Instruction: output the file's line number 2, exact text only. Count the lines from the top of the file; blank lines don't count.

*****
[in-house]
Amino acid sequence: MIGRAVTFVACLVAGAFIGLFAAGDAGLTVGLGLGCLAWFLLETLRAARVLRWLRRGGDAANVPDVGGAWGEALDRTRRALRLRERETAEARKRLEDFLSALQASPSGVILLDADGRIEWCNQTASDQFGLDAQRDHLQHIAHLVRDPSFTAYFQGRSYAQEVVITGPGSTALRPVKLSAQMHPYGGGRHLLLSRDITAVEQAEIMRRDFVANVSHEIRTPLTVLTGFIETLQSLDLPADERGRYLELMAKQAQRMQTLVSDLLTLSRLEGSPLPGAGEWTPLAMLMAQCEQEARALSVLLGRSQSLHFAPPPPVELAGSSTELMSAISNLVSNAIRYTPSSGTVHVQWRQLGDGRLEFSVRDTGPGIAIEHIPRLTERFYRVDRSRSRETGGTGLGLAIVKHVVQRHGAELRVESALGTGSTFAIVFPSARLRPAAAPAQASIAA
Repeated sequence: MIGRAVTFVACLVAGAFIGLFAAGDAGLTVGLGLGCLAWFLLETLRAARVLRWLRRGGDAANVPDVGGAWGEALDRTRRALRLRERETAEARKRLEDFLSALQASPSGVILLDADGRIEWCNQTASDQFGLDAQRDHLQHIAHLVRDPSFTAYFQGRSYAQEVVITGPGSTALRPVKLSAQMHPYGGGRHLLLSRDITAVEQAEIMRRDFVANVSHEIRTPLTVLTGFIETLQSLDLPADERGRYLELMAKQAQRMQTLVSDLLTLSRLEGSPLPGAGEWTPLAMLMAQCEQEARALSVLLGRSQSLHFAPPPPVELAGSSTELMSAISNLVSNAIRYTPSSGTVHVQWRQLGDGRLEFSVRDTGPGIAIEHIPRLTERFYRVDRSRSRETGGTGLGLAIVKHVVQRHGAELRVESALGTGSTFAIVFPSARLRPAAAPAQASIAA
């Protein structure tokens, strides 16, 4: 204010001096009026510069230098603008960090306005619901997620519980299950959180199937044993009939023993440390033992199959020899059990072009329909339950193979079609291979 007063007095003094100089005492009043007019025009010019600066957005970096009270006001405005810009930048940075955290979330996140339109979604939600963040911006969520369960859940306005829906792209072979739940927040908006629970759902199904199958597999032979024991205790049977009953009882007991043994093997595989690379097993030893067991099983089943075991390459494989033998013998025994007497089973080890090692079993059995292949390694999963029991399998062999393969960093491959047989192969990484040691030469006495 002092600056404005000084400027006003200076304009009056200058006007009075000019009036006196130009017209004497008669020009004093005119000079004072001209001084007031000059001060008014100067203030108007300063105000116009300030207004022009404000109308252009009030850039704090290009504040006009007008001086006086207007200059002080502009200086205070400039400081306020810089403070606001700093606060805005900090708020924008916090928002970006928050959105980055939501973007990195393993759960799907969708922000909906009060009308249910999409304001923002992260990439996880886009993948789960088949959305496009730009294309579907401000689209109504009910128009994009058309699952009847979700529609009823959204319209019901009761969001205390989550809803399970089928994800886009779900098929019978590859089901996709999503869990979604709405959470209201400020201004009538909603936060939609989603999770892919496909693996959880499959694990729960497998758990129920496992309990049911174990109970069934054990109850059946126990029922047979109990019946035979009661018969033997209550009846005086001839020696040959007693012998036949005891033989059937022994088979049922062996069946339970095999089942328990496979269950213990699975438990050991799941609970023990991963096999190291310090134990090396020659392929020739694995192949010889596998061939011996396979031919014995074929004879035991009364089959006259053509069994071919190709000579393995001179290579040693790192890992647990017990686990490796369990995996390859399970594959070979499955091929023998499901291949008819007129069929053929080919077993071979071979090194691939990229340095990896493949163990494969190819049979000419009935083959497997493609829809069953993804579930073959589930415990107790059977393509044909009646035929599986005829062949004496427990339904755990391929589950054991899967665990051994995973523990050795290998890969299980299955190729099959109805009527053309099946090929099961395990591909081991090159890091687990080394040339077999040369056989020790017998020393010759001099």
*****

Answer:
Amino acid sequence: MIGRAVTFVACLVAGAFIGLFAAGDAGLTVGLGLGCLAWFLLETLRAARVLRWLRRGGDAANVPDVGGAWGEALDRTRRALRLRERETAEARKRLEDFLSALQASPSGVILLDADGRIEWCNQTASDQFGLDAQRDHLQHIAHLVRDPSFTAYFQGRSYAQEVVITGPGSTALRPVKLSAQMHPYGGGRHLLLSRDITAVEQAEIMRRDFVANVSHEIRTPLTVLTGFIETLQSLDLPADERGRYLELMAKQAQRMQTLVSDLLTLSRLEGSPLPGAGEWTPLAMLMAQCEQEARALSVLLGRSQSLHFAPPPPVELAGSSTELMSAISNLVSNAIRYTPSSGTVHVQWRQLGDGRLEFSVRDTGPGIAIEHIPRLTERFYRVDRSRSRETGGTGLGLAIVKHVVQRHGAELRVESALGTGSTFAIVFPSARLRPAAAPAQASIAA